Friday, November 21, 2014


There probably aren't too many people that don't have at least some knowledge of Taylor Swift's recent decision to remove her entire catalog from streaming music service Spotify. The story was picked up by many media outlets when it broke, and has been inspiring many artists to speak out and offer their take on the matter since then. Suffice it to say that the decision hasn't exactly hurt sales of Ms. Swift's latest album, but it is also worth noting that she is one of the few people in the music industry at the moment who could realistically afford such a move, especially in light of Billboard's recent announcement that they will begin counting song streams towards their Top 200 albums chart.


In the long run, Taylor almost certainly will add her music back onto the service, so why even bother removing it in the first place? She claims that it is because Spotify specifically is undervaluing music and that she is taking a stand for art and artists everywhere. While that altruistic goal sounds nice and all, it's really a bunch of bullshit. It is true that Spotify, and other streaming services, pay artists under $0.01 per song stream, which is significantly less than they were earning back when people actually bought albums, but it is also much more than the $0.00 they receive every time someone illegally downloads their album, something that the streaming services have been helping to prevent. And while the amount of money each artist receives per stream is beyond negligible, when enough people are listening to the same songs, the money can add up really quickly, as evidenced by the chart below, which shows the approximate earnings of each of the 20 most popular songs on Spotify during just the month of October, before Taylor Swift decided to remove her music.

via TIME

Of course, the vast majority of bands and musicians don't get nearly as many plays per month as the biggest pop hits do, and therefore aren't making nearly as much money in royalty payments. That being said, many artists receive something that the very closed off nature of old promotional methods like radio and MTV did not allow them, and that's exposure. Exposure alone won't pay the bills, but it makes sure that people actually show up to your concerts or buy your merchandise, and even for the top earners, those are often responsible for a much bigger portion of their income than sales ever were.

In her arguments about the value of music as art, she compares people listening to her music on Spotify to people viewing paintings in a museum. In a comment to Yahoo she said, "I felt like I was saying to my fans, 'If you create music someday, if you create a painting someday, someone can just walk into a musem, take it off the wall, rip off a corner off it, and it's theirs now and they don't have to pay for it.' I didn't like the perception it was putting forth." Since she brings up the analogy though, the paid model of Spotify is in fact quite similar to a museum, in that one pays a fee and is then able to listen to as much or as little music as they want, much like when one pays admission to a museum and is then able to view as much or as little art as they want. In neither case does anyone actually get to keep anything. She may be referring to the free model that Spotify offers, which has many limitations on use and is of course not actually free, as one is forced to listen to ads every so often. Oddly enough, despite radio following this same format, she has yet to have removed her songs from any radio stations. Nor has she removed her videos from YouTube, which is likely where most of her fans now listen to music online, and which currently doesn't charge anyone for anything.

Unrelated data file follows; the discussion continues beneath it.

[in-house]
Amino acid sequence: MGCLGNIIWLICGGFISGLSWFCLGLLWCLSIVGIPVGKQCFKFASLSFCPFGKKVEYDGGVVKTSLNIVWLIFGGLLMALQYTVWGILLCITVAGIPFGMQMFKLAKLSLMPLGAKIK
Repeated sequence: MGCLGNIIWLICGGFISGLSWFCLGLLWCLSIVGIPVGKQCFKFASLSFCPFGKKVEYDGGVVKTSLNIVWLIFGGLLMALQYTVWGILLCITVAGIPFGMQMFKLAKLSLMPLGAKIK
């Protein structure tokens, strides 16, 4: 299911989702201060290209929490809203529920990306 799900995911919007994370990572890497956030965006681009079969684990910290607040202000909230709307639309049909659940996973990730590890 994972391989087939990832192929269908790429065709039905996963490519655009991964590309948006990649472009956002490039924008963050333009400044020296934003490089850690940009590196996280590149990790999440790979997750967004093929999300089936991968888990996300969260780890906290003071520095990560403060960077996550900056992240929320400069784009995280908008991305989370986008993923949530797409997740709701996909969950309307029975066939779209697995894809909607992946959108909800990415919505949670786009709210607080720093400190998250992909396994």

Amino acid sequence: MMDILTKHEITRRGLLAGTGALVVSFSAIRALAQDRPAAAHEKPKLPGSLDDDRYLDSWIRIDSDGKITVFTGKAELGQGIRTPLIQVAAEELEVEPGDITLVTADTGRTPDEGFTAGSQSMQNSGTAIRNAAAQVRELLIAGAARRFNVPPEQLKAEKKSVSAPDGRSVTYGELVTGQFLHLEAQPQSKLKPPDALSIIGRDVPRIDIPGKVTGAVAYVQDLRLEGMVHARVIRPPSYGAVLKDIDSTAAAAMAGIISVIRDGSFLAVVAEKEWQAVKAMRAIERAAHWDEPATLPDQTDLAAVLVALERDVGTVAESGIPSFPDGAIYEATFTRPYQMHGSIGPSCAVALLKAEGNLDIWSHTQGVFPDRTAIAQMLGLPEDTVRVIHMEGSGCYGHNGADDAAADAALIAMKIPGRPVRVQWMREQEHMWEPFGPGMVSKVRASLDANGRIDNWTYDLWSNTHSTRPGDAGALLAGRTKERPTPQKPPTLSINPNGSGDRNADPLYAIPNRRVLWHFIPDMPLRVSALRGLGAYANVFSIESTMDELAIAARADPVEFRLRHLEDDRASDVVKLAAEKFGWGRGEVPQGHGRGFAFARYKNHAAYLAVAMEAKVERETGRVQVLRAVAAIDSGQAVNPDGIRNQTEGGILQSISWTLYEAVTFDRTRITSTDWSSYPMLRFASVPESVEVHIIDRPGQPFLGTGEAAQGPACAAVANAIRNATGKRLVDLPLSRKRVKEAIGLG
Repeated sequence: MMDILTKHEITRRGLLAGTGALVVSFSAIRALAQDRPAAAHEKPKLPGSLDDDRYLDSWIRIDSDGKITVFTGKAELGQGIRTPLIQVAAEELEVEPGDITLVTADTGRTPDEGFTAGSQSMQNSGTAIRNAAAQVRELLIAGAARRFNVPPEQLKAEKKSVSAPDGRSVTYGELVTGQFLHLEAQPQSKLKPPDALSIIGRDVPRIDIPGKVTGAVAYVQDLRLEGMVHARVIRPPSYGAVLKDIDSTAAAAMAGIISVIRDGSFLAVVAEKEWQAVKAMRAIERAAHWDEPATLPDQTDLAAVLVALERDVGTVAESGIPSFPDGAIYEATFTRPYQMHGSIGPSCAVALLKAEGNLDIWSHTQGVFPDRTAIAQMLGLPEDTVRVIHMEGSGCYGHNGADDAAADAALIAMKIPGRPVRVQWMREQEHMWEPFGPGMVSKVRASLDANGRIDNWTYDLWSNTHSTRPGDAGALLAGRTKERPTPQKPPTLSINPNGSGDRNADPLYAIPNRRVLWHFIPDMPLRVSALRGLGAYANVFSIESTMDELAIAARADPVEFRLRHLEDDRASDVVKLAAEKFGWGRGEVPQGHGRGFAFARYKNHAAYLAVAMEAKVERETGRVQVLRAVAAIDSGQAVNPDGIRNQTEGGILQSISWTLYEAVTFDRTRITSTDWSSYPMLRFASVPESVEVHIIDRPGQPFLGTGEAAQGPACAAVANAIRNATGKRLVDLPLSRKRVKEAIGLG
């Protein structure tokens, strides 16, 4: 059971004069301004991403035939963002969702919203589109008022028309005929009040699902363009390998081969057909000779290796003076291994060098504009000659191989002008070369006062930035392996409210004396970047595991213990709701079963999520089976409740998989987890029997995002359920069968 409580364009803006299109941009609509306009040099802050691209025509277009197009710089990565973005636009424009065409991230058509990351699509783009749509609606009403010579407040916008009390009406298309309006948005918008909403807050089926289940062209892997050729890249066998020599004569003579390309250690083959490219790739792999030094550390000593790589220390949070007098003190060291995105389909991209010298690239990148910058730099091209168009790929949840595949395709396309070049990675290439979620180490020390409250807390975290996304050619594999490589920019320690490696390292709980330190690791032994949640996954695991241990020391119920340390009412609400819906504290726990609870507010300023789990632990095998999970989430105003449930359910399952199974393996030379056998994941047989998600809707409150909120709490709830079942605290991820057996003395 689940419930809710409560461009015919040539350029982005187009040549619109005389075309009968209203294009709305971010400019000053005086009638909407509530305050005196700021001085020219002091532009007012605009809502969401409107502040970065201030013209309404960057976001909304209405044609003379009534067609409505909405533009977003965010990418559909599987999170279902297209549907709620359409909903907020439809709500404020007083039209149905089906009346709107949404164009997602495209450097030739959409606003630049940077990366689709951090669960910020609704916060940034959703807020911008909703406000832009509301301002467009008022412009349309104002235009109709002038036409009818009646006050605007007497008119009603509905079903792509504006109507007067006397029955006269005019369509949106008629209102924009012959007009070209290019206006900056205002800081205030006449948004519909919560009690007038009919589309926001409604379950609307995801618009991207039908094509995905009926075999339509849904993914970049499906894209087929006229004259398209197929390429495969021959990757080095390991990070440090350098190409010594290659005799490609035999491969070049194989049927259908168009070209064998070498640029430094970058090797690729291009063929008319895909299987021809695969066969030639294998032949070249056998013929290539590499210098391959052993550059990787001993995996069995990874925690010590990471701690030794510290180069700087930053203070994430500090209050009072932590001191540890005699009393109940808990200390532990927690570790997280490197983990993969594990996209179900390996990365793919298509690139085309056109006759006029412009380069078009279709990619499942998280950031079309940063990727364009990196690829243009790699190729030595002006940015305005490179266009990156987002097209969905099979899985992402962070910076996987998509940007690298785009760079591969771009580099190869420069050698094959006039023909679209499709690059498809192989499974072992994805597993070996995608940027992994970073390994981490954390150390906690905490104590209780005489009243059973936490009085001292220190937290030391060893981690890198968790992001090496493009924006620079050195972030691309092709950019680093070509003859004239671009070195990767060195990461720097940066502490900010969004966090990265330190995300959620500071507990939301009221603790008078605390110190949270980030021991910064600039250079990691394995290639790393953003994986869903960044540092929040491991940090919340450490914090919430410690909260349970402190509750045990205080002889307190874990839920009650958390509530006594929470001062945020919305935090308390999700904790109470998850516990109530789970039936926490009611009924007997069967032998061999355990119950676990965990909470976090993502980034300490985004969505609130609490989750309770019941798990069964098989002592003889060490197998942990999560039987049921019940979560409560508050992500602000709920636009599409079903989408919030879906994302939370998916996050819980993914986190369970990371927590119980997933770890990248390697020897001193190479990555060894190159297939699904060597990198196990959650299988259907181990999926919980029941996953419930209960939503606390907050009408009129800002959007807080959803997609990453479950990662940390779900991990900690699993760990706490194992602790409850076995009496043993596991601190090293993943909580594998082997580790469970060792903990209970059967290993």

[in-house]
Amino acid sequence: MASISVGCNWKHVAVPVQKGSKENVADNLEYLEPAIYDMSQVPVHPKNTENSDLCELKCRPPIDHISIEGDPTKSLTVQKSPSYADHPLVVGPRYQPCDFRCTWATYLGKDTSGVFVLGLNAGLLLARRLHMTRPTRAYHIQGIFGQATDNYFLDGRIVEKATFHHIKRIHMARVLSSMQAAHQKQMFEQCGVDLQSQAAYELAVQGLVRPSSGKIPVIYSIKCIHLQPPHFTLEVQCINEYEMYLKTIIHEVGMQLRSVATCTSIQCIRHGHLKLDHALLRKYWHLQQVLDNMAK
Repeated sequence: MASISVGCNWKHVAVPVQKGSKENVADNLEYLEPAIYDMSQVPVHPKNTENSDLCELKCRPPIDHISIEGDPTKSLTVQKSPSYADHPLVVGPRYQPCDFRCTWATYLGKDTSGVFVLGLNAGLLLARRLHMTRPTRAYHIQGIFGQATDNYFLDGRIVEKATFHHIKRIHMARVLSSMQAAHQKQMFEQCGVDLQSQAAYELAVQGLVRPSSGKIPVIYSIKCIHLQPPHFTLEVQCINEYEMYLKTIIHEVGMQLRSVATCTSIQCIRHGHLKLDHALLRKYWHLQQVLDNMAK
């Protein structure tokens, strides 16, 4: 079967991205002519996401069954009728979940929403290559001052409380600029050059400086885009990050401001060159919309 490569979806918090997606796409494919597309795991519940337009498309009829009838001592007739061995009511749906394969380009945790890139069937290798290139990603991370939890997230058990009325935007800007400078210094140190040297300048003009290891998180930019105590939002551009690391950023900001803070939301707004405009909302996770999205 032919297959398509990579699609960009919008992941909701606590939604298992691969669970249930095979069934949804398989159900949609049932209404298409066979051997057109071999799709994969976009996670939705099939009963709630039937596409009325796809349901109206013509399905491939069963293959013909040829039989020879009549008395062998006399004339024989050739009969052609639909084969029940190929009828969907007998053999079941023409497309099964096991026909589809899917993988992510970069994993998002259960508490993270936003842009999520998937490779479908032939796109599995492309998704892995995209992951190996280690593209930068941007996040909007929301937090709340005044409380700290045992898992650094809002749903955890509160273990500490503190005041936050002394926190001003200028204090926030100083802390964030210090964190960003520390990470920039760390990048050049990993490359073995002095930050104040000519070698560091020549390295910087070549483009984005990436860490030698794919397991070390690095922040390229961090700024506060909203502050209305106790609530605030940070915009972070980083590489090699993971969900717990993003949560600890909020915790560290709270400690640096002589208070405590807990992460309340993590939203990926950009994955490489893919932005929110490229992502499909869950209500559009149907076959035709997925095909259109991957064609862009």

In another interview she claimed she was doing this for her fans, so that those who went out and actually paid for the album wouldn't feel awkward (or something) when they later discovered that their friends were listening to "1989" for free (or free-ish) on the internet. Of course this ignores the fact that this is still certainly happening as her back catalog is still available on many of Spotify's competitors, and even worse, her entire catalog is obviously floating around on several illegal free downloading sites. But perhaps the most damning point against this argument is that if she was really so concerned about the value her fans felt they were getting for her albums, she wouldn't allow Target to be the exclusive retailer of the "deluxe" version of the record, featuring 3 songs that aren't available on the version at other retailers. So, if you actually still buy physical albums, and are unlucky enough to be stuck with a lowly Walmart in your town, you apparently aren't as important to Taylor. And yes, you could order it online, but if you're comfortable doing that, you are somewhat likely to be at least considering using a service like Spotify, or at downloading it from iTunes or Amazon, neither of which is allowed to sell the deluxe version in the United States.

So, why would someone so concerned about the integrity of her art and the feelings of her fans do something that seemingly negates those very ideas? Obviously because Target offered her a boatload of money. And really that's what this all comes down to. And that's fine. This is America, if you want to be greedy, you're certainly welcome to be. But don't pretend you have some higher, altruistic purpose behind your motivations. Just admit you want more money and be done with it.